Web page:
The Star (Kenya)

Fu­ture al­liances: Lessons from Uhu­ruto to Uhuru and Ruto

- ISAAC MWAURA @mwau­raisaac1 Se­na­tor for per­sons with dis­abil­ties and chair­man of the Al­binism So­ci­ety of Kenya Politics · Elections · Jubilee Party of Kenya · Jomo Kenyatta · Kikuyu · Kenya · Raila Odinga · Mwai Kibaki · Internationaler Strafgerichtshof · Deputy · Barack Obama · United States of America · Joe Biden · Donald Trump · Jaramogi Oginga Odinga · Dynamic Duo · National Rainbow Coalition – Kenya

It’s now clear to all that there is no love lost in the rul­ing Ju­bilee Party.

The once promis­ing out­fit with nearly two thirds of leg­is­la­tors in both Houses of Par­lia­ment is on its deathbed, just three years af­ter its for­ma­tion. Many such jug­ger­nauts that have swept to power end up col­laps­ing be­tween one to three years later.

At in­de­pen­dence, Kanu, whose lead­er­ship pro­duced the first gov­ern­ment led by Pres­i­dent Jomo Keny­atta and Vice Pres­i­dent Jaramogi Oginga Odinga col­lapsed nearly three years later ow­ing to amongst oth­ers, per­son­al­ity clashes of the two pro­tag­o­nists due to dif­fer­ing po­lit­i­cal ide­olo­gies, and for­eign in­ter­fer­ence em­a­nat­ing from the then Cold War be­tween com­mu­nism and cap­i­tal­ism.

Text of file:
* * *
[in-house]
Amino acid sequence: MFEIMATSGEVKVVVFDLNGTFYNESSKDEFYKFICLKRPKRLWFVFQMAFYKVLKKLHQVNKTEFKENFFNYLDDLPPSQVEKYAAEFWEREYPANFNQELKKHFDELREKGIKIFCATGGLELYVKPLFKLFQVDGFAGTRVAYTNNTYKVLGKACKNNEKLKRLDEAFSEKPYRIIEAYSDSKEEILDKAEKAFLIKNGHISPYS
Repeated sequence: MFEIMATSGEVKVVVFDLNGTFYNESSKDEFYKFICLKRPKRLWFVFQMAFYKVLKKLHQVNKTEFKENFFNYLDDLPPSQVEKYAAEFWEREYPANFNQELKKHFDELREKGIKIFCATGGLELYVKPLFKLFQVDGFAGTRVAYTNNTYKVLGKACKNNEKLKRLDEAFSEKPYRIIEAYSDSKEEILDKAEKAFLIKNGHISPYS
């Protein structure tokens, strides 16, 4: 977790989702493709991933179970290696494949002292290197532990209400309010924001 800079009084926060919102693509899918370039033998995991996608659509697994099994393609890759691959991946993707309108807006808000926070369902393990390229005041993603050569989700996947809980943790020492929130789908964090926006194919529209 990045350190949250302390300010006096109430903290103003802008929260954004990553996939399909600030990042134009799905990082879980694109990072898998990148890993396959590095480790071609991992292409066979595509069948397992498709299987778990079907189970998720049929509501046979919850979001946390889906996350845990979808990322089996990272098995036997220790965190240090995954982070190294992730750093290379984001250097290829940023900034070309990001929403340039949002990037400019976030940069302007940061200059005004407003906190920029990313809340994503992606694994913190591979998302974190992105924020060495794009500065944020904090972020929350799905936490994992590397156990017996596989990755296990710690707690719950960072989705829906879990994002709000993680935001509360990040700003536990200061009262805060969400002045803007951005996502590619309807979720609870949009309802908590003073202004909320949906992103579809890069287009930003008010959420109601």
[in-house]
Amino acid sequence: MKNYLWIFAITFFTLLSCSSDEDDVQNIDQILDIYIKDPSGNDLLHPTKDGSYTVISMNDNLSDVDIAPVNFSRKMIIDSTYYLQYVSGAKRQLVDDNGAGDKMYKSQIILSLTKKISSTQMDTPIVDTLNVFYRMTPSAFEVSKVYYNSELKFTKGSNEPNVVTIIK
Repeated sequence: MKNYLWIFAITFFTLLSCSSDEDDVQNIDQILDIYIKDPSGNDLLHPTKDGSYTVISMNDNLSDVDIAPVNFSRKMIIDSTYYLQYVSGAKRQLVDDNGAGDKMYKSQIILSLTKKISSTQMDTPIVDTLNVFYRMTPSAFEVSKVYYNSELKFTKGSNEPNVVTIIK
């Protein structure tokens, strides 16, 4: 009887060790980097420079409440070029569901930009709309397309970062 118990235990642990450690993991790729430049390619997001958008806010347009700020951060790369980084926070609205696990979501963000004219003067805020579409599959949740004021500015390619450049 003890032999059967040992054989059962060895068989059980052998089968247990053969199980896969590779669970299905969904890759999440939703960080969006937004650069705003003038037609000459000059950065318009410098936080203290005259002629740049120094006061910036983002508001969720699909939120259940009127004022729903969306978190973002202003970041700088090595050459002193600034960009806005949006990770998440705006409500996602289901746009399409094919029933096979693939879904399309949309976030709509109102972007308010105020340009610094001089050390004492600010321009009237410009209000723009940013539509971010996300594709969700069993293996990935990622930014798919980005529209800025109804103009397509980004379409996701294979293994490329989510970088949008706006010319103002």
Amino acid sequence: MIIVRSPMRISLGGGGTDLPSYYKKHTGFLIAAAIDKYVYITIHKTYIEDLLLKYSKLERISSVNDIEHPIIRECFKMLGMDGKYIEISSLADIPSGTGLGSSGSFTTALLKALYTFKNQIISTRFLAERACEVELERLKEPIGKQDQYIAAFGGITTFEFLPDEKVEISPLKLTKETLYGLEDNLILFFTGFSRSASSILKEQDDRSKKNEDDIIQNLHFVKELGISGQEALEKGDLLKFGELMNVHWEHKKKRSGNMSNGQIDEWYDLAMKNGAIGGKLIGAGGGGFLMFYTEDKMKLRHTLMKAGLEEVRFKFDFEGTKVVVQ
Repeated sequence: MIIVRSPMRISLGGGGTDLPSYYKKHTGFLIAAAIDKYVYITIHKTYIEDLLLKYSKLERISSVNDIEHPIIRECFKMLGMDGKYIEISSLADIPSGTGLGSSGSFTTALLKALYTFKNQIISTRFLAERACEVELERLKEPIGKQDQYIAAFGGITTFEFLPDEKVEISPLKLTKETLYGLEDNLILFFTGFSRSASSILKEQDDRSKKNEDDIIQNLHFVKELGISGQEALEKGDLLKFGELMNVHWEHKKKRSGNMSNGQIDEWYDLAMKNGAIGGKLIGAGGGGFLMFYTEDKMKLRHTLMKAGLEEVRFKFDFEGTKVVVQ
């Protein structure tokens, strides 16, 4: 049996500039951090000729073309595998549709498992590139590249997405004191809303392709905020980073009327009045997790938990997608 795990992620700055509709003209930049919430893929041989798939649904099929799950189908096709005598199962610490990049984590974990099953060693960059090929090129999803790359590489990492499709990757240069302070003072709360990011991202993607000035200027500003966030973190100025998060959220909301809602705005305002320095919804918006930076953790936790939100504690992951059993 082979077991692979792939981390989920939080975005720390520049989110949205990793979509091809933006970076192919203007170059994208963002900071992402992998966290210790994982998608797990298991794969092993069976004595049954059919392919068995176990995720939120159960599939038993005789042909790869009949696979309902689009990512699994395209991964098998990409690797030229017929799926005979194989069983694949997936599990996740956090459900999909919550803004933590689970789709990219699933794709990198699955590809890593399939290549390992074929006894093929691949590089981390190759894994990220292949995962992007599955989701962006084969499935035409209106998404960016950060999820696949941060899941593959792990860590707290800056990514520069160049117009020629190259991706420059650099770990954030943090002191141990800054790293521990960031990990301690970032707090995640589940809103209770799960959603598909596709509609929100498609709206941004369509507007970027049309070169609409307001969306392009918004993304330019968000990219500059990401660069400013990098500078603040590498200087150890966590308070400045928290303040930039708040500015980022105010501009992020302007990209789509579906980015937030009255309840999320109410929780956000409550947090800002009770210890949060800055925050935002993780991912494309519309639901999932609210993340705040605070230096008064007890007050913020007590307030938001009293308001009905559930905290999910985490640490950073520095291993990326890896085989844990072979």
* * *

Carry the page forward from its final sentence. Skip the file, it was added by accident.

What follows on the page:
Po­lit­i­cal ide­ol­ogy is based on eco­nomic model of ex­trac­tion, thus lead­ing to so­cial strat­i­fi­ca­tion. While Keny­atta favoured cap­i­tal­ism, Oginga pre­ferred com­mu­nism, which he thought was much closer to the African way of do­ing things.

Their catas­trophic fall­out not only di­vided the coun­try, but bore the seeds of po­lit­i­cal com­pe­ti­tion and an­i­mos­ity be­tween their two tribes, the Kikuyu and the Luo, to date.

Keny­atta and Jaramogi were two very strong-willed in­di­vid­u­als, who started out with a ‘bromance’, wear­ing the same type of head­gears and suits. When they even­tu­ally fell out and Jaramogi be­came the doyen of op­po­si­tion pol­i­tics, the two seem to have con­ferred upon their com­mu­ni­ties the very tag of their ide­o­log­i­cal lean­ings. The Kikuyus are seen as more cap­i­tal­ist, while the Luo as so­cial­ist, thus fus­ing tribe and ide­ol­ogy to de­fine Kenya’s po­lit­i­cal di­vide and land­scape.